“The only reason I play now is because I was exposed to music at a young age in a public-school setting,” said USC mentor Chelsea Sharpe MM (’17). When she arrived at USC Thornton to study violin performance, she realized she wanted to pay it forward and work with students in the public schools in the University Park area.
“At a young age, your imagination is limitless,” she said. “It’s exciting to throw this exciting information at the children and see them light up and make it their own.”
Susan Helfter, director of USC Thornton’s Community Engagement Program, said Sharpe’s experience is not uncommon. “So many of our Thornton mentors are reminded why they fell in love with music in the first place,” she said. “They get to see young people discovering something new about music, and that rekindles their own excitement about what they do.”
Each year, USC Thornton’s Community Engagement Program includes about a hundred mentors from all divisions and degree levels at the school. Because the organization’s programming is flexible, including short-term and yearlong assignments as well as opportunities for classroom and one-on-one instruction, USC Thornton students with no teaching experience and classroom veterans alike are welcome to join.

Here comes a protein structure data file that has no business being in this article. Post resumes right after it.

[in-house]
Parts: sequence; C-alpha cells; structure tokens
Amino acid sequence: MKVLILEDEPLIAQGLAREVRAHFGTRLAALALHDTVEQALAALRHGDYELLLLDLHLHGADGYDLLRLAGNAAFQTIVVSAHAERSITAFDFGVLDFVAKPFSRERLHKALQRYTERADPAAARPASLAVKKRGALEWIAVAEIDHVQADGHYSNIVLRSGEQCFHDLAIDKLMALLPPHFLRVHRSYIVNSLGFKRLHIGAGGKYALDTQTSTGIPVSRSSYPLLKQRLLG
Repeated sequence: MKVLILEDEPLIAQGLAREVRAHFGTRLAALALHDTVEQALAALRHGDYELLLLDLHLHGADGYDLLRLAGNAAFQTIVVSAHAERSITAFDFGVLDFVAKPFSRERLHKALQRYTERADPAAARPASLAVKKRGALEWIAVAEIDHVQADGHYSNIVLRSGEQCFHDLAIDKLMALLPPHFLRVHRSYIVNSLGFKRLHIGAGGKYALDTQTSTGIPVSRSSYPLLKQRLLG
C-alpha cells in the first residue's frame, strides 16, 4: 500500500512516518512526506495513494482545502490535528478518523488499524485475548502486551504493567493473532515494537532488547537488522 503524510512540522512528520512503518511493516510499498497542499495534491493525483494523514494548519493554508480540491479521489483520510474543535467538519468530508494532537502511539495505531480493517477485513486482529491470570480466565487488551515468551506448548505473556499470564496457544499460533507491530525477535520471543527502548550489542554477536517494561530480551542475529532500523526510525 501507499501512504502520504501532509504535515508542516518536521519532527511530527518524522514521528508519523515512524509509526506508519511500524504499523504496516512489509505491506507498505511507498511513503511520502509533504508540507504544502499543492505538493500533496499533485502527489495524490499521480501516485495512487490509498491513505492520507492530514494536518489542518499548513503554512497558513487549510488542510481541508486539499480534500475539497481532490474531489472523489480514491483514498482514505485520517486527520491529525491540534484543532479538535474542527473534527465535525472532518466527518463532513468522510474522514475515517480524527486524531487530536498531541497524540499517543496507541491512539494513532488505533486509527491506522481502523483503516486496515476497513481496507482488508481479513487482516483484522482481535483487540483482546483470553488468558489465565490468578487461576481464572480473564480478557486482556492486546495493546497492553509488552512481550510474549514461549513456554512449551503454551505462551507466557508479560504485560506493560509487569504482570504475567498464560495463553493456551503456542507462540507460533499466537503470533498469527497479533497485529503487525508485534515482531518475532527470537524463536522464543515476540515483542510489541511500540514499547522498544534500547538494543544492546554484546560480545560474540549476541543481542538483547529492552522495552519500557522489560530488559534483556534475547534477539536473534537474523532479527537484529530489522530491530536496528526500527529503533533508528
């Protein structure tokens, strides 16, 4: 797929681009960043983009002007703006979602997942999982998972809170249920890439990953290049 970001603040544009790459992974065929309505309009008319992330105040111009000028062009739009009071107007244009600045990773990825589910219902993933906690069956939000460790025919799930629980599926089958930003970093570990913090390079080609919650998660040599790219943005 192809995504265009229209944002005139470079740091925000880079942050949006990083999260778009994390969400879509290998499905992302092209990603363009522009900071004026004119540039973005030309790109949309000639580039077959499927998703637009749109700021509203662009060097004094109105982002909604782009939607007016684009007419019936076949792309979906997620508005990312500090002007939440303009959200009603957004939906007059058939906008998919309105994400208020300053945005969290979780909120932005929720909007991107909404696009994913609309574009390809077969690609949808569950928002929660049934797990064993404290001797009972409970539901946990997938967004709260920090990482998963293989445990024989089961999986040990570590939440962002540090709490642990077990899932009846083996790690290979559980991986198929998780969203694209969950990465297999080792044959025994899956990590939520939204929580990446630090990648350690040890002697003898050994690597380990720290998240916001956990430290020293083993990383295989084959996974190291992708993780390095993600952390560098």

Marta Olson (’16) said she returned to USC Thornton’s Community Engagement Program throughout her four years of undergraduate study because she felt her work was making a true difference. As an upperclassman, she taught a combined third- and fourth-grade choir at St. Agnes Catholic School. “One treat of getting to teach for multiple years is that I get to see from one grade to another how much children develop,” she said. Witnessing her students’ growth firsthand reminded Olson of the difference music education can make for young students.
Student mentors often discover that teaching music quells the anxieties performing musicians sometimes struggle with. “The mentors see that engaging with others is part of what it means to be a musician, and this is an opportunity to do that,” Olson said. “Mentors have a sense of responsibility to others with music. They see a lot of people who don’t have the opportunities they had in music and want to help open this door for the young students in our community who are so smart, creative and engaged.”
Or, in the words of mentor Rose Campion (’17): “I feel hopeful for the future.”